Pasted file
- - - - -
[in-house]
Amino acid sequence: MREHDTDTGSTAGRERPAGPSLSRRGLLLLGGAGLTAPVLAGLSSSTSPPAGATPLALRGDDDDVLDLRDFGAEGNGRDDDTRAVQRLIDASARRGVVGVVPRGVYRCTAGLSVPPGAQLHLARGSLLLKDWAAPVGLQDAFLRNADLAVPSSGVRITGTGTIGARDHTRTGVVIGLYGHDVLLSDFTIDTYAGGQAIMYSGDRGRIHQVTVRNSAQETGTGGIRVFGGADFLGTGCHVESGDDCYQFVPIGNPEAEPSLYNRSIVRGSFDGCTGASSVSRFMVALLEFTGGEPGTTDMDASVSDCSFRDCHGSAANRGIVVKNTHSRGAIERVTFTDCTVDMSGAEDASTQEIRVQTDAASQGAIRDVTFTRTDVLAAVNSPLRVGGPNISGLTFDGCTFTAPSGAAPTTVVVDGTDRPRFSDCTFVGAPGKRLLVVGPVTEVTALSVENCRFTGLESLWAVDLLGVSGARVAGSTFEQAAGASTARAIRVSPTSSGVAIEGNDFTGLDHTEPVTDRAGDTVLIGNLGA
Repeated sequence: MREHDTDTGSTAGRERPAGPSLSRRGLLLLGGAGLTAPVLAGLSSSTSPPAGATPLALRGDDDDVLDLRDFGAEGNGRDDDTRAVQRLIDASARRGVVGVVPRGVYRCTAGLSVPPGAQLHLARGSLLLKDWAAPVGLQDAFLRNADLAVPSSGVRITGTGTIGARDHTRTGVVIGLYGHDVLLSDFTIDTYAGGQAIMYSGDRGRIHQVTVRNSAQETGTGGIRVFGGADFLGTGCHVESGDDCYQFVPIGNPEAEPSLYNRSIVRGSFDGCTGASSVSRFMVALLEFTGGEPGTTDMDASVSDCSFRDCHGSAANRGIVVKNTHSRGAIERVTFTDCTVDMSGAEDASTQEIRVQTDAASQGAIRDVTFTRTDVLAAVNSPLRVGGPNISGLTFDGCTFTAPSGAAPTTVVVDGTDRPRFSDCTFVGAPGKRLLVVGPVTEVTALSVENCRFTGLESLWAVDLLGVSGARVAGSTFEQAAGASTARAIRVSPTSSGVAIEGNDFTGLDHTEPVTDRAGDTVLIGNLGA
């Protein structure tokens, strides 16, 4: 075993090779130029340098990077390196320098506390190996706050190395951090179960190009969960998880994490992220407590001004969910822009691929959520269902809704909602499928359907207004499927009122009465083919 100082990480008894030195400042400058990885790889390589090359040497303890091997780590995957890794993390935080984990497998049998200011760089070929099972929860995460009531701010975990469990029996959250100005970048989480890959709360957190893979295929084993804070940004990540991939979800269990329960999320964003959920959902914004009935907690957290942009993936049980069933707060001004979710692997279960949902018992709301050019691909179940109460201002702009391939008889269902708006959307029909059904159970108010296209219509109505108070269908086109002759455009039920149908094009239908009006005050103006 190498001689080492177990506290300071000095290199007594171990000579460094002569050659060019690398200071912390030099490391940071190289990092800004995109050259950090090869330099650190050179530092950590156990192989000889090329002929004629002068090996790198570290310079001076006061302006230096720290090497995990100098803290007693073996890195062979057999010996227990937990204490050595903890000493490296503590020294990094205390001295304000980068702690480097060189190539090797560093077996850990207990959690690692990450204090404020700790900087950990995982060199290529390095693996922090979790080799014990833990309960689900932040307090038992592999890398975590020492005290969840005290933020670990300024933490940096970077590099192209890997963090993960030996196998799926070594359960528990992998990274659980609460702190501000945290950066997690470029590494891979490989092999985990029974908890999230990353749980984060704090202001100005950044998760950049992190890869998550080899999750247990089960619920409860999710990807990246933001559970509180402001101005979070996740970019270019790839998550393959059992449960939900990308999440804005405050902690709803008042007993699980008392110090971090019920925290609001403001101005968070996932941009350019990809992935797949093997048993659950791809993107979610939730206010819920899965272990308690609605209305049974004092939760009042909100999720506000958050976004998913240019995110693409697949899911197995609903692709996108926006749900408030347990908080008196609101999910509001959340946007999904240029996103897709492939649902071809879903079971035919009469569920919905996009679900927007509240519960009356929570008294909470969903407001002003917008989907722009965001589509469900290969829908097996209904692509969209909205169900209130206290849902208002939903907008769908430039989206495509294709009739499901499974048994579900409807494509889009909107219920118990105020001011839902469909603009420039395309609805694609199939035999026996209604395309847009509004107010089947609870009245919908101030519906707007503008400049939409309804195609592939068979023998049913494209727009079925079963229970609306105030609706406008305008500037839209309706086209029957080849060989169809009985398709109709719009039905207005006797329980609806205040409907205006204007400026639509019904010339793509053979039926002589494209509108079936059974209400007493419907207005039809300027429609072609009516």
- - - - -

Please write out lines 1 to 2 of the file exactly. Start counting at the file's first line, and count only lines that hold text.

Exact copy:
[in-house]
Amino acid sequence: MREHDTDTGSTAGRERPAGPSLSRRGLLLLGGAGLTAPVLAGLSSSTSPPAGATPLALRGDDDDVLDLRDFGAEGNGRDDDTRAVQRLIDASARRGVVGVVPRGVYRCTAGLSVPPGAQLHLARGSLLLKDWAAPVGLQDAFLRNADLAVPSSGVRITGTGTIGARDHTRTGVVIGLYGHDVLLSDFTIDTYAGGQAIMYSGDRGRIHQVTVRNSAQETGTGGIRVFGGADFLGTGCHVESGDDCYQFVPIGNPEAEPSLYNRSIVRGSFDGCTGASSVSRFMVALLEFTGGEPGTTDMDASVSDCSFRDCHGSAANRGIVVKNTHSRGAIERVTFTDCTVDMSGAEDASTQEIRVQTDAASQGAIRDVTFTRTDVLAAVNSPLRVGGPNISGLTFDGCTFTAPSGAAPTTVVVDGTDRPRFSDCTFVGAPGKRLLVVGPVTEVTALSVENCRFTGLESLWAVDLLGVSGARVAGSTFEQAAGASTARAIRVSPTSSGVAIEGNDFTGLDHTEPVTDRAGDTVLIGNLGA